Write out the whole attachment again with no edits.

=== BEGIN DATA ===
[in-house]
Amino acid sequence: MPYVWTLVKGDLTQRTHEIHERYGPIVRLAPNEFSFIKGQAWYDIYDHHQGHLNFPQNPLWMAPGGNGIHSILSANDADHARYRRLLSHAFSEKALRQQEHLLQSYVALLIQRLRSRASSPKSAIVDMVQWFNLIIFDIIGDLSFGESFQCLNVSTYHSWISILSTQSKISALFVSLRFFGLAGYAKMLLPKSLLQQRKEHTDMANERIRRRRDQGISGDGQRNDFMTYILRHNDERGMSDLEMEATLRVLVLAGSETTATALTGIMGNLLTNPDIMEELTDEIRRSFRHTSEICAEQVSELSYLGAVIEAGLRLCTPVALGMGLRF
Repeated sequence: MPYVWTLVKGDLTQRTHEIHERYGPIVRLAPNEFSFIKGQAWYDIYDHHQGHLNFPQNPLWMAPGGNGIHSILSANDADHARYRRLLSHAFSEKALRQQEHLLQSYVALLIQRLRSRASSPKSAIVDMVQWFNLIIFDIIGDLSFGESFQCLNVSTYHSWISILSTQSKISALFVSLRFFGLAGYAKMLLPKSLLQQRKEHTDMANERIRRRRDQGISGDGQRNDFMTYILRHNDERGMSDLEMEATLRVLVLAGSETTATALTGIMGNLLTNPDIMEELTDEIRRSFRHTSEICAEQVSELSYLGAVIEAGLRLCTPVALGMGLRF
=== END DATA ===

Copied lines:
[in-house]
Amino acid sequence: MPYVWTLVKGDLTQRTHEIHERYGPIVRLAPNEFSFIKGQAWYDIYDHHQGHLNFPQNPLWMAPGGNGIHSILSANDADHARYRRLLSHAFSEKALRQQEHLLQSYVALLIQRLRSRASSPKSAIVDMVQWFNLIIFDIIGDLSFGESFQCLNVSTYHSWISILSTQSKISALFVSLRFFGLAGYAKMLLPKSLLQQRKEHTDMANERIRRRRDQGISGDGQRNDFMTYILRHNDERGMSDLEMEATLRVLVLAGSETTATALTGIMGNLLTNPDIMEELTDEIRRSFRHTSEICAEQVSELSYLGAVIEAGLRLCTPVALGMGLRF
Repeated sequence: MPYVWTLVKGDLTQRTHEIHERYGPIVRLAPNEFSFIKGQAWYDIYDHHQGHLNFPQNPLWMAPGGNGIHSILSANDADHARYRRLLSHAFSEKALRQQEHLLQSYVALLIQRLRSRASSPKSAIVDMVQWFNLIIFDIIGDLSFGESFQCLNVSTYHSWISILSTQSKISALFVSLRFFGLAGYAKMLLPKSLLQQRKEHTDMANERIRRRRDQGISGDGQRNDFMTYILRHNDERGMSDLEMEATLRVLVLAGSETTATALTGIMGNLLTNPDIMEELTDEIRRSFRHTSEICAEQVSELSYLGAVIEAGLRLCTPVALGMGLRF